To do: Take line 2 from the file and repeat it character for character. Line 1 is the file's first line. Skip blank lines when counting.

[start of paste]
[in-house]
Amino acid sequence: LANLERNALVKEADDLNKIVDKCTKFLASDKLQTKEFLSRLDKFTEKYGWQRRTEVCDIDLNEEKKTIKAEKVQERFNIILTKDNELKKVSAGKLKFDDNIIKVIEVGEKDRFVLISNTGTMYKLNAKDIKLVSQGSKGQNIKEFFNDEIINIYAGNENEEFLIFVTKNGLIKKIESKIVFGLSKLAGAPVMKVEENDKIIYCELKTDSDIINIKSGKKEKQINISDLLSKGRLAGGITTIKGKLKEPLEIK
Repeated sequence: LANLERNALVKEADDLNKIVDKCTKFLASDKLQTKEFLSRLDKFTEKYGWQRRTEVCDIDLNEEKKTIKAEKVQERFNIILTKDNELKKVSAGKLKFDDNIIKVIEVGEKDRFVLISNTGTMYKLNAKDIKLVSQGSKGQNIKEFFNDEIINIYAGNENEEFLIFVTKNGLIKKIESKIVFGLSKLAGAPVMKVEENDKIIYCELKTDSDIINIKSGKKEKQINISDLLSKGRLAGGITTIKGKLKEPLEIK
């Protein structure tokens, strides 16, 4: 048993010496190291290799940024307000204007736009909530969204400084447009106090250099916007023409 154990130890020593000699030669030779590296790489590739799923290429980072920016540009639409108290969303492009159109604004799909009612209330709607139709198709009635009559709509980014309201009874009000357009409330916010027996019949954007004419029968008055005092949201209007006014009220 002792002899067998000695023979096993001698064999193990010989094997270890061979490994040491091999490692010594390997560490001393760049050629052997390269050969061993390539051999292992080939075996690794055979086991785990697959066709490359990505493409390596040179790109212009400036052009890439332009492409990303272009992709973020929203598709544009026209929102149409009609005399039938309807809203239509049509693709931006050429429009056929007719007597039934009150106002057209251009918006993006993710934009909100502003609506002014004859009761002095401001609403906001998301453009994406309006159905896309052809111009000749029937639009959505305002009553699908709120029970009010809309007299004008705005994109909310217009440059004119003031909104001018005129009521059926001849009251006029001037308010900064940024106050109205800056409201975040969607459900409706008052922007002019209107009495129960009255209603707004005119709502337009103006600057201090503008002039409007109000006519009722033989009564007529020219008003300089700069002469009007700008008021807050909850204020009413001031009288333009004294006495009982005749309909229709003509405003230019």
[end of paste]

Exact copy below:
Amino acid sequence: LANLERNALVKEADDLNKIVDKCTKFLASDKLQTKEFLSRLDKFTEKYGWQRRTEVCDIDLNEEKKTIKAEKVQERFNIILTKDNELKKVSAGKLKFDDNIIKVIEVGEKDRFVLISNTGTMYKLNAKDIKLVSQGSKGQNIKEFFNDEIINIYAGNENEEFLIFVTKNGLIKKIESKIVFGLSKLAGAPVMKVEENDKIIYCELKTDSDIINIKSGKKEKQINISDLLSKGRLAGGITTIKGKLKEPLEIK